Rep Says Democrats Like Bank Robbers
Sandy Fitzgerald, NewsMax:
Idaho Republican Rep.Raul Labrador said on Sunday that he’s “not really sure”
Democrats want to avoid going over the fiscal cliff, and that they’re like “bank
robbers” who want to raise taxes on everyone.
Labrador, appearing on ABC News’ “This Week,” also believes President Barack Obama has successfully provoked a civil war among Republicans, which has been the Democrats’ goal from the beginning.
“They have tried to get us to fight against each other on taxes when — I’m not really sure that they don’t want to go over the fiscal cliff,” said Labrador.
Meanwhile, Labrador was one of the House Republicans who opposed a plan by House Speaker John Boehner to raise taxes only on people making more than $1 million. But he said if Democrats really wanted to avoid the fiscal cliff they could have voted for the bill.
“There were only about 50 of us in the House who said that we were not going to vote for
John Boehner’s deal last week,” he said. “All they needed was 50 Democrats to vote for the deal, and it would have passed last week.”
But, Labrador said, the Democrats have been trying to divide Republicans “from day
“They have tried to get us to fight against each other on taxes when — I’m not really sure that they don’t want to go over the fiscal cliff,” he said. “They want to expand the growth of government. They need more revenues. You know, Democrats are like bank robbers. You don’t have the money in the 2 percent — the money is in the 100 percent. They want to raise taxes on everyone.”
Labrador also said history will repeat if leaders talk about raising taxes.
“What happens in Washington is that we talk about raising taxes today and then we talk about cuts 10 years from now,” Labrador said. “It happened under Reagan, it happened under Bush, and it’s what’s going to happen to us once again.”
Milk Prices to Skyrocket
Farm-state lawmakers have agreed to a one-year extension of the expiring U.S. farm law that, if enacted, would head off a possible doubling of retail milk prices to $7 or more a gallon in early 2013.
The extension would end a 32-month attempt to update farm subsidies dating from the Depression era, when farmers were crushed by low prices and huge crop surpluses, to meet today’s high-wire challenges of tight food supplies, high operating costs and volatile markets.
Traditionally, the dairy program sets a minimum price for milk through government purchase of butter, cheese and dry milk. If Congress does not act, the dairy support price will revert on Tuesday to the level dictated by an outmoded 1949 law and which is roughly double the price now paid to farmers.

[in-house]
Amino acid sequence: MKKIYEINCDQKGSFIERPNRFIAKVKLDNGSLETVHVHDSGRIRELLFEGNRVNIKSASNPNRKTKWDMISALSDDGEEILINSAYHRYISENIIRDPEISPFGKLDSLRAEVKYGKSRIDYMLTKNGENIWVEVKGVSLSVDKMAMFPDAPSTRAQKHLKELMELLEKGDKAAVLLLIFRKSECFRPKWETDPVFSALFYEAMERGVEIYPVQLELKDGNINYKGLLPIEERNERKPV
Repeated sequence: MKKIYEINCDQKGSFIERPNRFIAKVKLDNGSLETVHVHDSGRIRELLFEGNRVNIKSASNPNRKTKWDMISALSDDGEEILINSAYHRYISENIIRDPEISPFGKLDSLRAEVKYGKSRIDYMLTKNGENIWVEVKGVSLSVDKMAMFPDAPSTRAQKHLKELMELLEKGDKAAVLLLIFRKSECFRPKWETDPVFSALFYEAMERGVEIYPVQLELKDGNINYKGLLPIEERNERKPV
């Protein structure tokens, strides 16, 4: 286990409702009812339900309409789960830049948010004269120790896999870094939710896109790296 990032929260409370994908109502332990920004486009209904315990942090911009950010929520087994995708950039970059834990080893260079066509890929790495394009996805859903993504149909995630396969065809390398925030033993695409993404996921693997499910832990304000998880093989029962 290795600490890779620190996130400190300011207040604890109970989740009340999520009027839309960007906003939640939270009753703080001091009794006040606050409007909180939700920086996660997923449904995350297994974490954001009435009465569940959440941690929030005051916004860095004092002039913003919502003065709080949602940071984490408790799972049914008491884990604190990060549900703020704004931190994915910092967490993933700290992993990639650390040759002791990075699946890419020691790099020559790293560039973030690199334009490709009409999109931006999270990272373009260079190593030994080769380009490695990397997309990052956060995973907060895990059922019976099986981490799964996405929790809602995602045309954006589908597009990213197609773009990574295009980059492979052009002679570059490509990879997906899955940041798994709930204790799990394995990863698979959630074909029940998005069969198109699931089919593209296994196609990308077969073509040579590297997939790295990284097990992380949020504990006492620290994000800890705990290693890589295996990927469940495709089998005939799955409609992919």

The potential retail milk price has been estimated at $6 to $8 a gallon versus current levels near $3.50.
Mexican Smuggling Tunnels
Mexican authorities have discovered a sophisticated smuggling tunnel equipped with electricity and ventilation not far from the Nogales port of entry into Arizona, U.S. and Mexican officials said Friday.
The Mexican army said the tunnel was found Thursday after authorities received an anonymous call in the border city of Nogales, Sonora, south of Arizona. U.S. law enforcement officials confirmed that the Mexican military had discovered the football field-long tunnel with elaborate electricity and ventilation systems.
U.S. Border Patrol spokesman Victor Brabble said the tunnel did not cross into the U.S.
The army said the anonymous caller was reporting gunmen standing outside a two-story house in a hilly neighborhood near the international bridge where motorists travel between Mexico and the United States.
Inside the house, soldiers discovered a fake wall inside a storage closet under a staircase that led to a dark room with buckets and clothes. After lifting a drain cover in that room, soldiers found another staircase at the entrance of the tunnel that went 16 feet underground and measured a yard in diameter. Light bulbs lit the underground passage and pipes stretched across the 120-yard tunnel that Mexican army officials believe was built to smuggle drugs.
It was unclear whether officials made any arrests, but the house where the tunnel was found was seized by the local government. Military officials did not say how long they believed the tunnel had been under construction, but authorities say it can take six months to a year to build such a passage.
Sophisticated secret tunnels stretching across the international border have become increasingly common as drug cartels invent new ways to smuggle enormous loads of heroin, marijuana and other drugs into U.S.